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Mental health issues are becoming an epidemic among our population, spanning across all ages but mainly centred in young people and the elderly. As a consequence, there’s been a lot of research into how to best treat these mental issues so people can go back to having normal, healthy, and happy lives.
One avenue that’s being explored is the connection between physical well-being and mental well-being. It’s easy to conceptualise our conscious state as this intangible energy that can’t be quantified, but how we think and what we feel is very much the byproduct of measurable chemical reactions within the brain. It stands to reason then that how well we treat our physical bodies will translate into health outcomes on our mental state.
Luckily, it just so happens that people have been looking into this idea for some time now, and here’s a few things they’ve found:
Exercise makes you happier
Getting regular exercise has proven to have benefits on mental health in both the short and long term. Runners high is a perfect example of a short-term boost in mental state as a consequence of physical activity. The act of running releases feel-good chemicals called endorphins into the body which results in a very pleasurable feeling for some time afterwards. Long term, people who have a more active lifestyle have a much better metabolism which allows them to more easily break down nutrients and keep their body well supplied for the day ahead of them. Being more active also tends to correlate with having more energy and being able to accomplish more during the day, two things that can be very helpful for maintaining good mental health.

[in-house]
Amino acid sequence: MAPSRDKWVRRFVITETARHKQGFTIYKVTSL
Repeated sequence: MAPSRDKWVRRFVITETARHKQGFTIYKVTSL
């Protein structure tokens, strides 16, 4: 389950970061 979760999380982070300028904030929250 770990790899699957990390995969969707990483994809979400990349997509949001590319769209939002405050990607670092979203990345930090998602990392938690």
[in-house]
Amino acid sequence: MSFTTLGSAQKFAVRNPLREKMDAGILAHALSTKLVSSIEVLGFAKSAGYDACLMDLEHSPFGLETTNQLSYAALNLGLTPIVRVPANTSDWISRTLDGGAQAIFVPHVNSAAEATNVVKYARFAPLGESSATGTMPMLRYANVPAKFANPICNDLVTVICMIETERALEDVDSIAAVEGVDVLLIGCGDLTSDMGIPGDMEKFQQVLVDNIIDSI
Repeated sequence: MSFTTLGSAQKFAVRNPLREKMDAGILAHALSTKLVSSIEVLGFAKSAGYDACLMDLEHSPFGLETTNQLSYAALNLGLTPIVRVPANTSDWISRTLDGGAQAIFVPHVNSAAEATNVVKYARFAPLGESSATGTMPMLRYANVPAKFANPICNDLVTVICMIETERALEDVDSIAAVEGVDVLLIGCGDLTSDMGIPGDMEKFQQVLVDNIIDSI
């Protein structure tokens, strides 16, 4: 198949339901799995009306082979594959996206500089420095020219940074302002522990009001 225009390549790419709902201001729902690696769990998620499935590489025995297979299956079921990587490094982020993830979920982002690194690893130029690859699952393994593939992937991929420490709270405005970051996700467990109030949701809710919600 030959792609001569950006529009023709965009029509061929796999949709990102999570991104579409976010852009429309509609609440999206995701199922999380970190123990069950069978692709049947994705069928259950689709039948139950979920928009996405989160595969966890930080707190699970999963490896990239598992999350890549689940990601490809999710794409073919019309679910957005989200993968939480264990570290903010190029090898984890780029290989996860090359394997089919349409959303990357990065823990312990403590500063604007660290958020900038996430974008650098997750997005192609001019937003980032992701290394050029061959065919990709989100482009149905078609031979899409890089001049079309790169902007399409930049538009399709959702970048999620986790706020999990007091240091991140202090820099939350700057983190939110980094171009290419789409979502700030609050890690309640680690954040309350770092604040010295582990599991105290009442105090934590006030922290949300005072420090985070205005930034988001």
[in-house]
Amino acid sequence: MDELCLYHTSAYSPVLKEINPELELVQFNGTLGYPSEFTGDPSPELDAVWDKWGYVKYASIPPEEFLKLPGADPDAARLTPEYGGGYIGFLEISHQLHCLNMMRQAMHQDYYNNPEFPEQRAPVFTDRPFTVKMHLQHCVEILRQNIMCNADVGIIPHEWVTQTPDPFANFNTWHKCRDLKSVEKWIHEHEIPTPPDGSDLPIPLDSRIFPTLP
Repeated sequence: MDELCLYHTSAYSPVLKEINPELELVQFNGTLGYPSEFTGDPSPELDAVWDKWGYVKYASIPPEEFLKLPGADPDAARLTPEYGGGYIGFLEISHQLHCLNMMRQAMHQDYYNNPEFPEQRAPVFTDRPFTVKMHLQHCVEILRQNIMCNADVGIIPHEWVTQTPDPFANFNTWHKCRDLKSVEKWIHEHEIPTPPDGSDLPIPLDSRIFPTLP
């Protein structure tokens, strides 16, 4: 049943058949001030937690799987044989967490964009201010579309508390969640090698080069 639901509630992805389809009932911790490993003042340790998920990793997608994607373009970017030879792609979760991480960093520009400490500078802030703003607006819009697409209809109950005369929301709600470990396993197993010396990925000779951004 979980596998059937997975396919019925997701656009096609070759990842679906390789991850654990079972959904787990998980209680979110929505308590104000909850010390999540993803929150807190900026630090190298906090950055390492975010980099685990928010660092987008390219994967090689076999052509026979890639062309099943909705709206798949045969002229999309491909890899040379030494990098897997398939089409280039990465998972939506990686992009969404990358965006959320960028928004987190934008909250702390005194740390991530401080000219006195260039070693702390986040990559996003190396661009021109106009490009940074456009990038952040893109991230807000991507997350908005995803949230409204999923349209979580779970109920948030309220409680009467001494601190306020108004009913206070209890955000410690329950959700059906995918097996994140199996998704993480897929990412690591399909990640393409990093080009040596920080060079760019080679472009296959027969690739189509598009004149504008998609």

Quality in, quality out
The quality of your diet has a massive effect on a person’s mental state. Everyone needs to take initiative in managing their diet if they want to optimise their mental health. Because the body can only make use of what you put in it, having an unbalanced diet means your body will be robbed of vital nutrients that your brain needs to function. Proper levels of things like magnesium and calcium are vital for muscle function, there are many other vitamins and minerals necessary for proper maintenance of the brain. What you eat is the fuel your provide for your body. Processed foods low in nutrients but high in fats and calories is like putting crude oil into your tank whereas a balanced healthy diet is much more akin to pure rocket fuel.
Physical ailments can affect your mood
Issues with certain organs or organ systems are also associated with depressed mood and reduced mental functioning. Those who suffer from depression routinely have their blood checked for signs of hypothyroidism (an under-active thyroid gland). Other things like unwanted guests such as parasites can sap the body of nutrients necessary for peak functioning. Typically these parasites take just enough away from you that you aren’t going to die but enough that something is definitely amiss. The neurotransmitter serotonin has a big part to play in GI issues, so it’s important to get rid of any parasites post-haste.